Not a day goes by when I do not think about my late partner Steve Michael. But at the beginning of December, World AIDS Day, the memories came flooding back – vivid, raw, and sad. Steve died in 1998, just as new anti-retroviral treatments for HIV/AIDS were emerging. Together, we experienced firsthand the challenges of negotiating a complex and fragmented health care system for people without insurance. While some of these challenges have been addressed, in part, by the Affordable Care Act (ACA), it would be too late for Steve.
Steve lived with HIV for many years. However, he was not sick enough to qualify for Medicaid. Steve was caught in a Catch-22 – he could obtain Medicaid only after his diseased progressed from HIV to AIDS. Yet, the health care benefits and services provided by Medicaid could have slowed the progress of his illness and helped prevent the onset of deadly opportunistic infections. Like so many living with HIV without health insurance, Steve relied upon a patchwork of programs and free clinics, where sporadic funding and lack of quality controls led to significant gaps in his safety-net care.
Then Steve contracted cryptosporidiosis, a waterborne parasite, most likely by drinking unfiltered tap water after one of his many arrests leading ACT UP protests. His physician prescribed a high-powered antibiotic and a newly-approved medication to treat AIDS wasting syndrome. However, these were not covered at that time under the AIDS Drug Assistance Program in DC – a program for un- and under-insured persons.
Steve went downhill fast. I sat for six hours at DC’s Income Maintenance Center to process Steve’s Medicaid application, because he was too weak with dehydration and diarrhea. The intake worker told me to come back with additional documentation showing proof of residency because somehow his DC license, voter card, lease, utility bill, and second utility bill, were not enough.
We ultimately obtained the antibiotic through another program for emergency assistance, and won approval for the AIDS wasting treatment under the manufacturer’s patient assistance program. But it was too late. Steve spent three weeks in the Intensive Care Unit at Washington Hospital Center, hooked to a ventilator. By then, Steve had Medicaid, but also pneumonia and multiple other opportunistic infections. He would not bounce back. I ultimately agreed to disconnect Steve from life support. One week after Steve died, his prescription for the AIDS wasting drug arrived in the mail.
These experiences led me to the University of the District of Columbia’s law school, with its focus on public interest and social justice. I graduated ten years to the day after Steve died. Not long after Congress passed the ACA, I joined the National Health Law Program (NHeLP) as a staff attorney, where so much of my work directly relates to my earlier experiences with Steve.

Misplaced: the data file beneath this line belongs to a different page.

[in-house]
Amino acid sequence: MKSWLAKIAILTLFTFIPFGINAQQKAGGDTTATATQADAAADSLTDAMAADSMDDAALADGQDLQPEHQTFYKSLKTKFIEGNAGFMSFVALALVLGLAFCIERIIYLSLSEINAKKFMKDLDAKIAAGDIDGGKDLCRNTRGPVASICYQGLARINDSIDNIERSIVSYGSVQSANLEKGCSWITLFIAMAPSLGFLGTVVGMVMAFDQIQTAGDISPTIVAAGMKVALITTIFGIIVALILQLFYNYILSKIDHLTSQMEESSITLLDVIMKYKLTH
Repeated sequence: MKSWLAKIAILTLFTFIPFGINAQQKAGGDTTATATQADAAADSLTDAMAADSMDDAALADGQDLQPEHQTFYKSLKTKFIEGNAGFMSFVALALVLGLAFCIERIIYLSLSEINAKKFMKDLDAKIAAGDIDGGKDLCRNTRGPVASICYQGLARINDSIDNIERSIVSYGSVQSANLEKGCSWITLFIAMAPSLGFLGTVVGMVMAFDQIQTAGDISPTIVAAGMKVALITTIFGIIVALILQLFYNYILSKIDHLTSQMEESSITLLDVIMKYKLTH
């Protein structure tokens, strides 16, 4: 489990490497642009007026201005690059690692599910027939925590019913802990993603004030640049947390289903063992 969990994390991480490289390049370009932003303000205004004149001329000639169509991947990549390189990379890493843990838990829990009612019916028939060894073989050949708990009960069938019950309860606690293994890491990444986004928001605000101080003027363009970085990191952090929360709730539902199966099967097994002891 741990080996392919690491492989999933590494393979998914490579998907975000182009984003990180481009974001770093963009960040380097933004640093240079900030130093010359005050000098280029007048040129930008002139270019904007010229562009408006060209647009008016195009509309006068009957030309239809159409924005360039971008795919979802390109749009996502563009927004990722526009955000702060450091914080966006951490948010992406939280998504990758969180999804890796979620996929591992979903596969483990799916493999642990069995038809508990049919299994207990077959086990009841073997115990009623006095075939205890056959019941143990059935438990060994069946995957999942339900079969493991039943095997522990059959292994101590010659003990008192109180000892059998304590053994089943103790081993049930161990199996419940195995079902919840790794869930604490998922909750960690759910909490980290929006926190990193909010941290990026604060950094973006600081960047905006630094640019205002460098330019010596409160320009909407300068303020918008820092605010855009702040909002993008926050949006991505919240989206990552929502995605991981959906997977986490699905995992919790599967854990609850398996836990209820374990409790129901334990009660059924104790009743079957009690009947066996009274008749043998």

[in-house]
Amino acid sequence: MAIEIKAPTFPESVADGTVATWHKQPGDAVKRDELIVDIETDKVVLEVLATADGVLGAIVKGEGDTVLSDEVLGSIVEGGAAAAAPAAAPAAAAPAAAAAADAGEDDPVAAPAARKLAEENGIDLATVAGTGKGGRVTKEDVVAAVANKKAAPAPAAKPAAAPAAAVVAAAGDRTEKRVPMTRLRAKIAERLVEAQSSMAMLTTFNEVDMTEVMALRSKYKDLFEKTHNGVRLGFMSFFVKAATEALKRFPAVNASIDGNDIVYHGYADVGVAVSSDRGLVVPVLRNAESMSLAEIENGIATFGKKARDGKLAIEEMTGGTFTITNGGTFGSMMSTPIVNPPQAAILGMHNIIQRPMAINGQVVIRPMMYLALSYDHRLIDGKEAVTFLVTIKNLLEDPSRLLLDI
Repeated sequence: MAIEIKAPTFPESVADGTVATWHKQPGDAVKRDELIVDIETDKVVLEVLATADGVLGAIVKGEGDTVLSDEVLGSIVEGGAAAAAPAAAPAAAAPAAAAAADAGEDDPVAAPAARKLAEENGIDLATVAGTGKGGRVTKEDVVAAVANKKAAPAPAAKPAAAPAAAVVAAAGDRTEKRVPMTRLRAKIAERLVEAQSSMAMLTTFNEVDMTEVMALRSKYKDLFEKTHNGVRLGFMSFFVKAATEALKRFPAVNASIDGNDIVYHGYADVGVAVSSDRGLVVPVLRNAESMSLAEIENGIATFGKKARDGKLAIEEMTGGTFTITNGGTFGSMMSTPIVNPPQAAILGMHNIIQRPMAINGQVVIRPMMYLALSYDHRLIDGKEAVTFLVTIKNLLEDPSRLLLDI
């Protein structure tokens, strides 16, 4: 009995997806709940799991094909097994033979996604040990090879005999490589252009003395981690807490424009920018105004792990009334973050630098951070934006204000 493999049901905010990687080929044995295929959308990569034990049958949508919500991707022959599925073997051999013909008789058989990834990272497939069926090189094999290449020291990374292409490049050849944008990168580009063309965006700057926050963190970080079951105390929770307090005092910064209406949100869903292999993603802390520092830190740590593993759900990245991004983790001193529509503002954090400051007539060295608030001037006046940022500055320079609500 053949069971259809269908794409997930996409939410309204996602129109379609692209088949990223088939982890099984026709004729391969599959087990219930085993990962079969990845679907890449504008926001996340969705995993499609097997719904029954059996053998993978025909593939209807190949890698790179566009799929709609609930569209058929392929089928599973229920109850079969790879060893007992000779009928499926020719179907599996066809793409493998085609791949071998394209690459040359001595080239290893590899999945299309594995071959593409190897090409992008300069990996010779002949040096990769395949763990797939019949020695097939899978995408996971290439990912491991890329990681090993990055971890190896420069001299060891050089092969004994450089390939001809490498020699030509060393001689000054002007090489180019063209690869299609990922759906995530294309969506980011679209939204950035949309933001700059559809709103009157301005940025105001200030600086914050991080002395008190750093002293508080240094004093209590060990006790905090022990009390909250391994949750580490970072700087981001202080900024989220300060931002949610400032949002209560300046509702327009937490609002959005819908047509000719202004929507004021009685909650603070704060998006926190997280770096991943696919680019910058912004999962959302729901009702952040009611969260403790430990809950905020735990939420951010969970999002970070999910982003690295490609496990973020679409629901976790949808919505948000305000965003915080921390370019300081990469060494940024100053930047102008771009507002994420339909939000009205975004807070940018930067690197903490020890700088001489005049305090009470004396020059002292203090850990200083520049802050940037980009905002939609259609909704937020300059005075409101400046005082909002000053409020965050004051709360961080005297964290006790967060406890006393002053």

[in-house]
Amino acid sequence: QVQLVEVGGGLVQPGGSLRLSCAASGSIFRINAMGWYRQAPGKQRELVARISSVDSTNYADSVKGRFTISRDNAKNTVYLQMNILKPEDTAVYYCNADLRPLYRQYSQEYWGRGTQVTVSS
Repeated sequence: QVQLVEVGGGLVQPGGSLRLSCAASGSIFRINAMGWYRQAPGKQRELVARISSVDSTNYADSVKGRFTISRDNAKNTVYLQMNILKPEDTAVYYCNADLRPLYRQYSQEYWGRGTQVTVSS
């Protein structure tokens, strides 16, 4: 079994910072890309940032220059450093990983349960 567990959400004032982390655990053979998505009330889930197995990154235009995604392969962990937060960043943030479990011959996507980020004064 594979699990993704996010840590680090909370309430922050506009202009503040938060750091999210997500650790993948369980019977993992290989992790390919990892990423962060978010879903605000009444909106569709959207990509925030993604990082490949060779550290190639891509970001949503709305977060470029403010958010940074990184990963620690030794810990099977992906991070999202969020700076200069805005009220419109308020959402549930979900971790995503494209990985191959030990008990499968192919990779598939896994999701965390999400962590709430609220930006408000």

One of my first projects was working with state advocates to implement improvements to the Medicaid application and eligibility determination process. The ACA required states to adopt a single streamlined application for Medicaid with agencies verifying information such as income and residency using government electronic sources like tax data. Applicants would no longer need to make repeated trips, in person, to agency offices. I also developed NHeLP’s resources to help advocates understand new rules for determining financial eligibility for Medicaid and how to challenge unlawful denials.
The ACA’s Medicaid expansion means that low income people, including those living with HIV, can now qualify for Medicaid before they develop a debilitating medical condition. While thirty-seven states and the District of Columbia have taken up Medicaid expansion, people with HIV in non-expansion states, mostly in the Deep South, struggle to access care.
NHeLP continues to work to expand prescription drug access, a critical health care issue, and not just for people with HIV/AIDS. NHeLP fought insurance companies overcharging for HIV/AIDS treatments, exposed shortcomings in the administration’s “blueprint” to lower prescription drug costs, and advocated for expanded access to PreExposure Prophylaxis (PrEP) to prevent new HIV infections.
The memories of those terrible, tumultuous days when AIDS took my partner’s life will forever linger in my heart. They also continue to inform and drive my advocacy efforts as a health law attorney. At NHeLP, I work with amazing colleagues, whose own experiences and deep commitment to health equity are making progress real.